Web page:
How to use Pokemon Go to teach kids English, maths, science

By Anita Yee   — September 08, 2016
  • Global phenomenon
    1 / 5 Global phenomenon

    Never has a game created this much excitement among people of all ages, from preschoolers to grandparents. 

    Around the world, Pokemon Go gamers willingly fanned out of their homes and took on the walkabout roles of Pokemon trainers Ash, Misty and Brock, who hunted Pokemon in various environments in the immensely popular TV animated series of the 1990s. 

    The craze has gripped Singapore since early August, but as your kids go out to “catch them all”, as the tagline goes, why not use it to teach them useful lessons along the way? Here’s how. 

    (Click on arrows in photos to read more.)


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  • Geography
    2 / 5 Geography

    Kids start to be more aware of their surroundings as they navigate their way towards lures and Pokestops.  

    “The concept of distance, the shortest path and fundamental map-reading skills can be easily visualised and explained (by parents) while playing the game,”says Albert Tan, Singapore’s Cybersports & Online Gaming Association adviser, and Nanyang Polytechnic’s assistant manager (Academy of Lifelong Learning and Skills).

    Albert, who believes that map reading is a life skill, explains: “For example, visiting different Pokestops to maximise the collection of goodies will challenge a player’s logic in route planning.”


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  • English
    3 / 5 English

    Like any other game, players need to figure out game objectives and game mechanics, says Billy Shum, managing partner at venture catalyst firm Stream Global, and former president of Neopets Asia, a virtual pet community.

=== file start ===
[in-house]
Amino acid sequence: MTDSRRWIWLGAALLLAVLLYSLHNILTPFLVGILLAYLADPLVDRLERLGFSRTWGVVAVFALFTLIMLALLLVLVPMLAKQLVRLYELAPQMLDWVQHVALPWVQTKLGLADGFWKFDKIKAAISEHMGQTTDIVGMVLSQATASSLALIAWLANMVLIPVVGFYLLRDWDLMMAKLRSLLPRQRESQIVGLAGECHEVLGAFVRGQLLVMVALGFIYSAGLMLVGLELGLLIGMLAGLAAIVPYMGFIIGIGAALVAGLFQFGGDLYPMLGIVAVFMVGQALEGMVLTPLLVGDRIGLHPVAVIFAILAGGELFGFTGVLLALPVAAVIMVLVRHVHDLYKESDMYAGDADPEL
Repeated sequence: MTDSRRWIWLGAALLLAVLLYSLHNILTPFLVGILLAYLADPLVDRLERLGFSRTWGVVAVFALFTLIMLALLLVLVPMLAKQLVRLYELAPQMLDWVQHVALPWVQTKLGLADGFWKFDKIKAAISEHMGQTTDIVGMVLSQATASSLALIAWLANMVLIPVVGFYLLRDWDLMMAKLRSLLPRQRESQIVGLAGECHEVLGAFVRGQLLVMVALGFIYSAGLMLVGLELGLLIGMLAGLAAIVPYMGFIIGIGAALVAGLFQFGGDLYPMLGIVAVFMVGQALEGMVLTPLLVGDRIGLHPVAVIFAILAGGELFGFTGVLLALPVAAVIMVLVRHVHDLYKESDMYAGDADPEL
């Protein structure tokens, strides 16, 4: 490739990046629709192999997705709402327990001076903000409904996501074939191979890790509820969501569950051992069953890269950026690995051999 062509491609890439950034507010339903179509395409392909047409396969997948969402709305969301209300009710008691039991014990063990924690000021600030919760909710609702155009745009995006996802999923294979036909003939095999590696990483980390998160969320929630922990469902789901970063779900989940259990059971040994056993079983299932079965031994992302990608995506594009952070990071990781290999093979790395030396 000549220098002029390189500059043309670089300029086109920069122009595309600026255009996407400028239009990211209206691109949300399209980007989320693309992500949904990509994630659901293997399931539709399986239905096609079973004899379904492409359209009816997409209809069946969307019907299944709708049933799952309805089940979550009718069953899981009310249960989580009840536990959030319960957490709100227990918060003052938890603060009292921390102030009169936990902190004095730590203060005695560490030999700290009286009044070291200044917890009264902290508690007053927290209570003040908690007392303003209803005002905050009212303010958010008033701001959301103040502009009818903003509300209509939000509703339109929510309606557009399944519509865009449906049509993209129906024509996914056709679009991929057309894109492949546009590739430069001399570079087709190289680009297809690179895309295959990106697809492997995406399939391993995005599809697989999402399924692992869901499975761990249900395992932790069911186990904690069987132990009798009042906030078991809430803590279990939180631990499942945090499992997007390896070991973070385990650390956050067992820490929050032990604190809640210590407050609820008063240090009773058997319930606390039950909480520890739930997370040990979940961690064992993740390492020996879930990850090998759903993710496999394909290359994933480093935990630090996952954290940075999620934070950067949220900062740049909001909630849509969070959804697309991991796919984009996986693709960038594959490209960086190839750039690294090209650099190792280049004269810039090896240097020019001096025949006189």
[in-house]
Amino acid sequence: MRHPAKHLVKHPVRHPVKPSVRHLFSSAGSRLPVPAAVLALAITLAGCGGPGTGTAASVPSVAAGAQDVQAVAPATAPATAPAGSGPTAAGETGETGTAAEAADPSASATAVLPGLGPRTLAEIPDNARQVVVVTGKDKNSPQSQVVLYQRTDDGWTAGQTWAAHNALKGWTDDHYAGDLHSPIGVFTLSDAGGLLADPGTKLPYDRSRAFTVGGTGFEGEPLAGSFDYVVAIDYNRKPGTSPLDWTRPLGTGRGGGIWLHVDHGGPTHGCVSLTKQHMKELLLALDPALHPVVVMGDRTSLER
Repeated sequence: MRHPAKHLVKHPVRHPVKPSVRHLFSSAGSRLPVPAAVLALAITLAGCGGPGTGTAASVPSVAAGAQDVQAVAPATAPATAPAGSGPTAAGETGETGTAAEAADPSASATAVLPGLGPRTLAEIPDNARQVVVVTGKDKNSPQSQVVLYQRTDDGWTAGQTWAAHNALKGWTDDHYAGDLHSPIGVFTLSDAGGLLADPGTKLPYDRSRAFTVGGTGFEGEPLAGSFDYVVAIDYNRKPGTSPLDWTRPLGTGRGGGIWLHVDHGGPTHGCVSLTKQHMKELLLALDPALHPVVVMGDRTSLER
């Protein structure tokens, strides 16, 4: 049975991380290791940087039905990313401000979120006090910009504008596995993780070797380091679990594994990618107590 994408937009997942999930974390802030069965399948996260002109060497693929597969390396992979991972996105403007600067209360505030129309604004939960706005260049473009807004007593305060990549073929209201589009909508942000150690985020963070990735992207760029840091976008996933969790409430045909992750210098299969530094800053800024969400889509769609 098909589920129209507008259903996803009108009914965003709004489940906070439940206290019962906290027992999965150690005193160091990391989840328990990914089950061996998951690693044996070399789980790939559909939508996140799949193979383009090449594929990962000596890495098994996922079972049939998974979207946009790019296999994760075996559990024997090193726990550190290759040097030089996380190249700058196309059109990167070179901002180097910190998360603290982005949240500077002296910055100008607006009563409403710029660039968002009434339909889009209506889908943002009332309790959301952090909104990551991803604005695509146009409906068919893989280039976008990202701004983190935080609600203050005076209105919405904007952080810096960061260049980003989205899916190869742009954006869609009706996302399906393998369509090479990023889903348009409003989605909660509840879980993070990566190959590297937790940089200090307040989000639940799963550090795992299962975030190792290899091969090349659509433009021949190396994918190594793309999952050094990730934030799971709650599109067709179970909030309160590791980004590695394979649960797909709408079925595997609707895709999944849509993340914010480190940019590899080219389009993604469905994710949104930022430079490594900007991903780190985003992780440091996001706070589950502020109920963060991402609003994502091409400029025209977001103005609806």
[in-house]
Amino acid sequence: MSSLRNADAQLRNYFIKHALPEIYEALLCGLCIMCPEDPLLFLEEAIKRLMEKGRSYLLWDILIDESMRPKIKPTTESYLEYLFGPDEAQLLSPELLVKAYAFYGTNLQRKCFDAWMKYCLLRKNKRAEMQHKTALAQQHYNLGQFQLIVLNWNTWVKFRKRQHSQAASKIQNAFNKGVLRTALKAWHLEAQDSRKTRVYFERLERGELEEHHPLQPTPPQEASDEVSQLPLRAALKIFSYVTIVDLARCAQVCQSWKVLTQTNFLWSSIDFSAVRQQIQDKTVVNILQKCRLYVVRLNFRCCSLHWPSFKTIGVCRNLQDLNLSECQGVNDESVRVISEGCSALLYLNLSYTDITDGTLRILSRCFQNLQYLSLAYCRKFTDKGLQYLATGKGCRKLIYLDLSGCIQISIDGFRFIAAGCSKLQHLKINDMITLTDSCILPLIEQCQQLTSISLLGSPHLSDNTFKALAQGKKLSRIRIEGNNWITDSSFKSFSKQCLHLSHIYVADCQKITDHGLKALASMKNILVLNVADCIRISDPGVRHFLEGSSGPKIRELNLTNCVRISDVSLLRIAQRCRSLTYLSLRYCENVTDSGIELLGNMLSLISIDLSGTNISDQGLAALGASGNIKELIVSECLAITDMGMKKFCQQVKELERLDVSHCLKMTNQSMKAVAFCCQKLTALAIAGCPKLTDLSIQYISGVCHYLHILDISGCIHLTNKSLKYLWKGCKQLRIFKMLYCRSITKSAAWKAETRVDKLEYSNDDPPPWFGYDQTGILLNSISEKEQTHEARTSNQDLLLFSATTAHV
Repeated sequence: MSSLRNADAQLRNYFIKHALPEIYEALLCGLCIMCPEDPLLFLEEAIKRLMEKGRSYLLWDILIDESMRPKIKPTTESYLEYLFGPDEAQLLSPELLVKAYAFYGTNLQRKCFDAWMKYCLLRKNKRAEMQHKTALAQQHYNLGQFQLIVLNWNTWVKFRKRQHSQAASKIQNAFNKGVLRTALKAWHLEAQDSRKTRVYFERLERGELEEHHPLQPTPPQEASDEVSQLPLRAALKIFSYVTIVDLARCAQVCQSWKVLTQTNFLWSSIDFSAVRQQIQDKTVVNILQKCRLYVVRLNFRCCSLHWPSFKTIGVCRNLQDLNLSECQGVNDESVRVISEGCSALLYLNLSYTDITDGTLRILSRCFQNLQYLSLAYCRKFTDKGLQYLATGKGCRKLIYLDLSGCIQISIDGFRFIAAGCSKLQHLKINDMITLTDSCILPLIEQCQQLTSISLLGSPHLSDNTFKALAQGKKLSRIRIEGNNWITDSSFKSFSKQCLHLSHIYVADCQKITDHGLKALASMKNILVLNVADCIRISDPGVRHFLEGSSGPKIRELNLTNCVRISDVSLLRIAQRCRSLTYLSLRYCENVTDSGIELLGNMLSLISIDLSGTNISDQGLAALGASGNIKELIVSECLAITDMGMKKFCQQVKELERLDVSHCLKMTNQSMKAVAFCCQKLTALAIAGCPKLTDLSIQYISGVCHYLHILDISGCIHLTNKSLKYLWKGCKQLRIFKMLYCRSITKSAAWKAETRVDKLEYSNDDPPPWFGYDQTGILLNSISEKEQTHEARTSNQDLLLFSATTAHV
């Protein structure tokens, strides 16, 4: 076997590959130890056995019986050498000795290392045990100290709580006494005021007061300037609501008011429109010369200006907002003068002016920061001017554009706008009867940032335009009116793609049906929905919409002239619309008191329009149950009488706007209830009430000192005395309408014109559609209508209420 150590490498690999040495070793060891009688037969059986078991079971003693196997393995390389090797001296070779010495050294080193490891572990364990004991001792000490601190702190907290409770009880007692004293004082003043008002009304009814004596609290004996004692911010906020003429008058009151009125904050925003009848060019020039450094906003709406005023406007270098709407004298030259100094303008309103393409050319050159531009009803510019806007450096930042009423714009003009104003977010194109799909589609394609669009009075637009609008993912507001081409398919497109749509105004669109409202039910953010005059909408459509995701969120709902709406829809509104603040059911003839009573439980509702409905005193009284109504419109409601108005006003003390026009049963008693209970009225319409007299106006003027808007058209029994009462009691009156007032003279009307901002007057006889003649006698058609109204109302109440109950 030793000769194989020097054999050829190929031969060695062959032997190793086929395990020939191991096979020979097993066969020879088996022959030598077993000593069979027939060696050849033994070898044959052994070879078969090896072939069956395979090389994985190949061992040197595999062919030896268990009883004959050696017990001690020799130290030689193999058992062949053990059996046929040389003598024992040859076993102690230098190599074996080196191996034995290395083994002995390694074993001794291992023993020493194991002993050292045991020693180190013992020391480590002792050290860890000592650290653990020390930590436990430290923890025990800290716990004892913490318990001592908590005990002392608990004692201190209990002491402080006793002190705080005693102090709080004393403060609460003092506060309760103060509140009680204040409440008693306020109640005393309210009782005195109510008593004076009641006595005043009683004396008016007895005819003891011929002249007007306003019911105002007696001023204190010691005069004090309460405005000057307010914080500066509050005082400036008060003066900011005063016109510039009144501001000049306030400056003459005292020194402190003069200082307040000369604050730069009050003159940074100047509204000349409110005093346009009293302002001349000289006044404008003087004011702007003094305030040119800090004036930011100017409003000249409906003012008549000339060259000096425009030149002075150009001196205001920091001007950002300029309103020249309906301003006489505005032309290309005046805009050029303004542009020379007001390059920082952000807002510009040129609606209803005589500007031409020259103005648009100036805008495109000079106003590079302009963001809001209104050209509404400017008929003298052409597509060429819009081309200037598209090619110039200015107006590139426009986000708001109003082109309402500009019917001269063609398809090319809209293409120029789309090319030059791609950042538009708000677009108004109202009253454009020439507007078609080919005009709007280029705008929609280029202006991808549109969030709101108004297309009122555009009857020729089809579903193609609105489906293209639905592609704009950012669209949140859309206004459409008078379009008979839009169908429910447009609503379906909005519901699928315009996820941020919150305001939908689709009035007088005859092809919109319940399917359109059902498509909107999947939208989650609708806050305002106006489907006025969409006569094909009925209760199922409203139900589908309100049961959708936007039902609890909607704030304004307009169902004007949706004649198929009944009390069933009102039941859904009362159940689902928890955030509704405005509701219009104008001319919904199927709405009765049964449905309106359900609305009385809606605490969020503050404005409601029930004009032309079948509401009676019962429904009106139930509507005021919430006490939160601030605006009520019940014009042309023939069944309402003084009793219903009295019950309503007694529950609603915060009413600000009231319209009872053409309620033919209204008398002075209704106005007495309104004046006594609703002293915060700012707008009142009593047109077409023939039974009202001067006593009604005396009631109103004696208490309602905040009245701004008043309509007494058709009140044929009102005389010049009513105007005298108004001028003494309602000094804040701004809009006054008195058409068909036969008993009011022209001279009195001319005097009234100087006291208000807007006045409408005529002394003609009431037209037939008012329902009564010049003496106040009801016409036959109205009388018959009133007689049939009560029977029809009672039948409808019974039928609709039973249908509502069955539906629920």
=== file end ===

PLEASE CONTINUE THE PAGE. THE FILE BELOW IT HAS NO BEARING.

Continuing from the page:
While Billy feels that using games designed specifically for entertainment are not (naturally) good vehicles for education,they do have side benefits. He explains: “Players need to master those ‘skills’in order to be good at the game, so the game does encourage logical thinking, planning and reading (such as FAQs or Wikipedia pages).”

    Some parents have found that their kids learn new vocabulary. Benedict Koh, 50, an engineer, says: “I was impressed when my 12-year-old talked about Pokemon ‘spawning’. That’s a word I would relate to the eggs of fish and frogs!”


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  • Maths
    4 / 5 Maths

    You know how golfers take along a scorecard on the golf course?

    Well, make one for a scheduled Pokemon Go hunt.

    Create a simple table based on a one-hour Pokemon Go gameplay experience.

    Get the kids to record, for example:
    ? how many Pokemon (new or not) individual family members catch
    ? how many Pokeballs are “lost”
    ? points for good Pokeball throwing skills 

    Have them turn it into a graph or chart at home. It will earn the deserving players some bragging rights, too!


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  • Science
    5 / 5 Science

    “During battles, water-type Pokemon are effective against fire-type ones. Fire-type Pokemon, on the other hand, are weak against water, but strong against ice and steel. The fire-versus-steel topic can lead to the concept of material science – of how metals are shaped by blacksmiths and how water can be a conductor for electricity,” Albert explains.

    The game also teaches kids about life cycles, too. 

    “Evolving Pokemon is an important process in the game,” he adds. “Some of the Pokemon actually go through the same life cycle of real insects.”

    For instance: 
    Weedle > Kakuna > Beedrill  
    Caterpie > Metapod > Butterfree 

    “These can be interesting introductory life-cycle information for kids,”Albert says. 


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